I spent one night there, and wandered the main street to see how their shops had fared. A few were still around, but in a fine sign of the apocalypse, three of the town's biggest merchants sold house wares exclusively to wealthy home and land owners. In those shops, one coffee table was three month's mortgage for most of us.
Those locals weren't happy either.
The next morning I drove through the woods to pick up I-90 West again.
Interstate 90 between Spokane and Coeur d'Alene used to be a long, lonely stretch of open road, considered way too far out for folks on Spokane's South Hill where I once lived. Now it's a bustling corridor of ugly car dealerships and big box stores blocking the views of the pretty lakes and small housing developments which once made Spokane Valley such a charming place.
Sometimes I just don't have words.
Before I left the town I once loved, I stopped in at my favorite gift shop in the entire world: Wonders of the World, an eclectic spot so full of stuff I love that I would really just love to buy the whole damned place. Pam, the owner, and I have identical tastes. Her shop looks like my house. Over the years I have bought from her and she has bought from me. We did it again. I had stashed a big box full of turquoise beads I'd purchased in the early 90s when I had a retail license. They had sat forever, and she was happy to take them off my hands for a pittance. I returned the favor by buying a rock statue of the Indian god Ganesh, and we parted ways happy. Here is a view of Pam's place:
Spokane's parting shot to those leaving via I-90 is the new, ugly, hulking Amazon warehouse not far from what used to be a charming, small regional airport. Spokane's Economic Development Council was ever excellent at bringing in low-paying call centers and calling it progress. As the housing costs skyrocket, Amazon warehouse jobs are hardly the kind of income adequate to purchase a decent home, much less a pricey coffee table.
This is how we lose America's prettiest small towns. I've lived in more than my fair share, and when I go back these days, this is the theme.
For those of you who like to read the classics, you can appreciate this bastardization of Shakespeare:
The first thing we do, let's kill all the developers.
Perhaps the lesson in all this is several-fold. As I ready this morning to head north in the rising, tide and rains which are pattering against my west-facing windows, there is some wisdom in hanging on to what you have, if you have land, a nice house or anything worth protecting.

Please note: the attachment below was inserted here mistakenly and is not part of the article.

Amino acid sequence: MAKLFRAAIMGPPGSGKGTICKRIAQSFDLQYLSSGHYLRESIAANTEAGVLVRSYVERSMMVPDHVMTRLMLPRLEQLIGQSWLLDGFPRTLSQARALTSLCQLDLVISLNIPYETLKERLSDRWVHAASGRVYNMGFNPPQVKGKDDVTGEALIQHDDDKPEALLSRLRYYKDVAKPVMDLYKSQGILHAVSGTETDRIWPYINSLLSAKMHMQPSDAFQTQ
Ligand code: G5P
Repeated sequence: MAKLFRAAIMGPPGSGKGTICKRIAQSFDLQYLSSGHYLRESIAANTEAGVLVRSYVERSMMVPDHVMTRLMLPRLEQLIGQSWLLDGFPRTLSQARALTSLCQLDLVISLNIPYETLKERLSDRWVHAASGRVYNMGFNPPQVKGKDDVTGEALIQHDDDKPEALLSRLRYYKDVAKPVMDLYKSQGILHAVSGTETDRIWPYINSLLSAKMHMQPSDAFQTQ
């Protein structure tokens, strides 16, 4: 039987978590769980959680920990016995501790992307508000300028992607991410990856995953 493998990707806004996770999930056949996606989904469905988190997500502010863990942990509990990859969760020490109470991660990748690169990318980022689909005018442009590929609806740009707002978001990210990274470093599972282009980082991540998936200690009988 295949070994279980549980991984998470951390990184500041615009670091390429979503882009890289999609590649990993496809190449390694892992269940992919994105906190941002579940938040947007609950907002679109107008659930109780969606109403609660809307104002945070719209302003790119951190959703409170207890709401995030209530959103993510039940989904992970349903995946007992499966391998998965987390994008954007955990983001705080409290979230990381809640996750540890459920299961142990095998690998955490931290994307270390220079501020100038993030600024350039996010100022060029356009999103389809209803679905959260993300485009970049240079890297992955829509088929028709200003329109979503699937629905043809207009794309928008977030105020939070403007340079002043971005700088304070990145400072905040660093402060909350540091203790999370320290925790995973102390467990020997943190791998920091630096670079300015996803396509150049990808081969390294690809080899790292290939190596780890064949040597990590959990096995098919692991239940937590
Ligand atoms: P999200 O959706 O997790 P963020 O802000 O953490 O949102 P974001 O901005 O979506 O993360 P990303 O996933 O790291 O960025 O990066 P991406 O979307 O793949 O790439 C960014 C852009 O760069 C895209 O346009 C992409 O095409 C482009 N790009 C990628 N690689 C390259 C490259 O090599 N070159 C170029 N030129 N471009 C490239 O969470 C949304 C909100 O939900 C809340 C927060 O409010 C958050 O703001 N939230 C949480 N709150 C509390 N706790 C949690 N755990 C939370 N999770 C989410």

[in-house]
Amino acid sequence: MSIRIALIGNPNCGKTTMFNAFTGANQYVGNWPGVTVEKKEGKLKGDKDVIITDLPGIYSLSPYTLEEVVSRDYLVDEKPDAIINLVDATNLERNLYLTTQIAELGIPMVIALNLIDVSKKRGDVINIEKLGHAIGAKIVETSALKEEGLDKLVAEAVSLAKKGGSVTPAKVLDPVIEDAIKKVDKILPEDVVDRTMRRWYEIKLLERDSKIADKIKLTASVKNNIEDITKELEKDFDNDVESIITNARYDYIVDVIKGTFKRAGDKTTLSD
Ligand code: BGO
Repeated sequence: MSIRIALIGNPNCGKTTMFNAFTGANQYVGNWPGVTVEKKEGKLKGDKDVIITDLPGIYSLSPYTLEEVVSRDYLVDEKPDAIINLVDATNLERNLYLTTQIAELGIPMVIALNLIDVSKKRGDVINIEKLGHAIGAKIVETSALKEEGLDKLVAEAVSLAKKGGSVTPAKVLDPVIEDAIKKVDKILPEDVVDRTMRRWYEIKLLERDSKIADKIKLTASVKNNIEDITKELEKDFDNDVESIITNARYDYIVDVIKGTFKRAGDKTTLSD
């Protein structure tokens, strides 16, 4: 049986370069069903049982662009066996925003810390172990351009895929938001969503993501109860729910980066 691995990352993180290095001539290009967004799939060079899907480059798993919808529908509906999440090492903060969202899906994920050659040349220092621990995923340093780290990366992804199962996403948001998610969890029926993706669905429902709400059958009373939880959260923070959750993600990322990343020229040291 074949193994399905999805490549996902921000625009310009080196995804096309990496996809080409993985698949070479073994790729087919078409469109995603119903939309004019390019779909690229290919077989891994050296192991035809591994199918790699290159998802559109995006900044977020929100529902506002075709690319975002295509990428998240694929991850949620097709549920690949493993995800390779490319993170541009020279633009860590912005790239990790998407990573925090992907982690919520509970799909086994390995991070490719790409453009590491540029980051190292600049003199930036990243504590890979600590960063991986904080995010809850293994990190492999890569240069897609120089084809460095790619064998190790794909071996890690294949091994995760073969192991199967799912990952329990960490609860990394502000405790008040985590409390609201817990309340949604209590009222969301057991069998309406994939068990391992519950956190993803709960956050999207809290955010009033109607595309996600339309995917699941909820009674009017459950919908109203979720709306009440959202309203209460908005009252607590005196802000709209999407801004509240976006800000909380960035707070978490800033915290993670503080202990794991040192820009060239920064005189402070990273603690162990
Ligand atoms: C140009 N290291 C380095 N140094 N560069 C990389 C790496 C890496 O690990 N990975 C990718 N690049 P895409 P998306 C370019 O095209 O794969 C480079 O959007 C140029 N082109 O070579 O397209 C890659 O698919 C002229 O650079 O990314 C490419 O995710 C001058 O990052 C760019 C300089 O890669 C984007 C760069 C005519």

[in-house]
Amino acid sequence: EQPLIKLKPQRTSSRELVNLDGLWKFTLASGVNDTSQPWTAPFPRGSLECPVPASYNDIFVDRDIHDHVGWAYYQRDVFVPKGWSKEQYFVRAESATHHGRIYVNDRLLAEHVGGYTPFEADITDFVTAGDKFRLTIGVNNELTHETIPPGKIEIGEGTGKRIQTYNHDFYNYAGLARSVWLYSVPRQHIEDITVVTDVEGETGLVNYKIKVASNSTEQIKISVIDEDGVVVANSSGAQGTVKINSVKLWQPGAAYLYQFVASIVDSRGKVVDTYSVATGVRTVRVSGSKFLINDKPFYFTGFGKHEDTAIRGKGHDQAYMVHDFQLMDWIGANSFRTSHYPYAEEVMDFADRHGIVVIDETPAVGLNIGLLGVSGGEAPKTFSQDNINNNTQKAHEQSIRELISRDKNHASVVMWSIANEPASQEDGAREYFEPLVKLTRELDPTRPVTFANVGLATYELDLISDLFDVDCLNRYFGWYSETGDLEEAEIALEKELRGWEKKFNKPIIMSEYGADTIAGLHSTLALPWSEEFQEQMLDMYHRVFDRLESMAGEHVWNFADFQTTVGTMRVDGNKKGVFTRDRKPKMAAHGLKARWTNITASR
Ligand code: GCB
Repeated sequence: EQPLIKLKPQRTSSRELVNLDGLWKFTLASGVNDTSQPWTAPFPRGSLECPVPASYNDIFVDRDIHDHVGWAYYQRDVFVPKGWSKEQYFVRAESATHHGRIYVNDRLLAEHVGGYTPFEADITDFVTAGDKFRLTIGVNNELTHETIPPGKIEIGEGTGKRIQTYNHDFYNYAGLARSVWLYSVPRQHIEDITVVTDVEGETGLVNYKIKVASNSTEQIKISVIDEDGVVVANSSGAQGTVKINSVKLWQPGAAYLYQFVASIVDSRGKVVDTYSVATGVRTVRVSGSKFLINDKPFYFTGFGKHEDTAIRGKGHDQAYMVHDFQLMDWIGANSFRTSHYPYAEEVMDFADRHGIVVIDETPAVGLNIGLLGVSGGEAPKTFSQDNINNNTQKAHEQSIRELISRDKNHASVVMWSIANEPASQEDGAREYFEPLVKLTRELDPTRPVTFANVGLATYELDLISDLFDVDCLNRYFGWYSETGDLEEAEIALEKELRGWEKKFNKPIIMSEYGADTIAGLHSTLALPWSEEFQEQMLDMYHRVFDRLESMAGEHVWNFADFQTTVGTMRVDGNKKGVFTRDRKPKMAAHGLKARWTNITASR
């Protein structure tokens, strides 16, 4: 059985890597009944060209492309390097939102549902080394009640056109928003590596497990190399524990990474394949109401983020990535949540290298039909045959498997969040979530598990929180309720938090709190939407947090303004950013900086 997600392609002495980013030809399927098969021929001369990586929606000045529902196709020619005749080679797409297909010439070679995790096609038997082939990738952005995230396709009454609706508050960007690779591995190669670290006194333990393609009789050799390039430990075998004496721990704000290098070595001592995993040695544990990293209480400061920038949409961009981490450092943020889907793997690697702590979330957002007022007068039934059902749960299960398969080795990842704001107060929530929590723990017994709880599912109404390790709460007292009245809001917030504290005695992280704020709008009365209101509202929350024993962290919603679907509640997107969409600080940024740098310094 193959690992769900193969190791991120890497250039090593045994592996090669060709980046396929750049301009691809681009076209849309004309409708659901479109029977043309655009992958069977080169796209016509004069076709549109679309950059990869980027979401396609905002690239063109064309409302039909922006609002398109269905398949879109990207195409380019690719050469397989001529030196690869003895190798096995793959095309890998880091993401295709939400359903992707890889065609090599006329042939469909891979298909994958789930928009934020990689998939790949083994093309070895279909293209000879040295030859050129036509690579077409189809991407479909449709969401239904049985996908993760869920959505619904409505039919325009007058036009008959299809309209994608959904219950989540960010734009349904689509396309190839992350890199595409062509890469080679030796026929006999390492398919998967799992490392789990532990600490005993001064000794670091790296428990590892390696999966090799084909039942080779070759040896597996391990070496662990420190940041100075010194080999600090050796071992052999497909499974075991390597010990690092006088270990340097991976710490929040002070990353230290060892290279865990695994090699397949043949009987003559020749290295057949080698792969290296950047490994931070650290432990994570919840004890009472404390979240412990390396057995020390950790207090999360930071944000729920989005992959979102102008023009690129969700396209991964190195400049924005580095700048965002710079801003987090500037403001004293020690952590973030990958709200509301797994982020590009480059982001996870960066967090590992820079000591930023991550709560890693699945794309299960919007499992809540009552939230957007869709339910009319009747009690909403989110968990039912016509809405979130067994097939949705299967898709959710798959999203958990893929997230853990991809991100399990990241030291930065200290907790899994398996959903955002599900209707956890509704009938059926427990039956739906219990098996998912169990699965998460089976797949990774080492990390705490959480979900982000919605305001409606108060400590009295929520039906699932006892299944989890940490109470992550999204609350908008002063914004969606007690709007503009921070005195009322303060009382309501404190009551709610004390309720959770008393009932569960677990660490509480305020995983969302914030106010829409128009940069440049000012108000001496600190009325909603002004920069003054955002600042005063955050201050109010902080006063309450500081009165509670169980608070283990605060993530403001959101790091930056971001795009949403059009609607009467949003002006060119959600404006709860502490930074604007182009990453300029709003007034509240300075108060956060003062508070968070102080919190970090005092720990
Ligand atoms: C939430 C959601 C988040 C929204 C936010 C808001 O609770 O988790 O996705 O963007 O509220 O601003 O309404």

Second, if you sell, be sure you do your due diligence before you do so, for what you get for what you have isn't likely to afford you any kind of decent place where you'd like to go next, if said decent place has been similarly invaded.
While I enjoyed my travels, my enthusiasm has been somewhat tempered by the stark reality of what we have lost and are losing far more swiftly: the unique towns and villages that made up the American crazy quilt are now blanketed with ticky tacky, ugly housing developments devoid of trees, character and any kind of decent planning.
On the other hand, however, taking a long, slow drive through the rural parts of our vast country does in many ways renew the spirit. Barring discussions about politics and religion, which my generation wisely considered off-limits and today people feel compelled to dig into your dirty laundry before having your first sip of coffee, people are still happy to visit. I make a beeline for folks with dogs on the beach, and invariably have lovely days full of pleasant conversation.
Today I plan for more of just that.
For Penny, and for those of you needing a breath of fresh air, here's an RX for you. Take a drive. Above all, go where you used to go, and try seeing with new eyes. Spend time interviewing folks. I found that even where I might not agree with politics, we shared the same concerns, had the same love of nature, animals and those things that really matter. As much as I decry what we are mowing down, there is still great beauty in what is left, which is worth saving. We've said that for years, and folks aren't paying attention.
They are, however, paying the developers.
And with that, I am off to explore the coast once more before the day ages on my aging face. And my disappearing middle.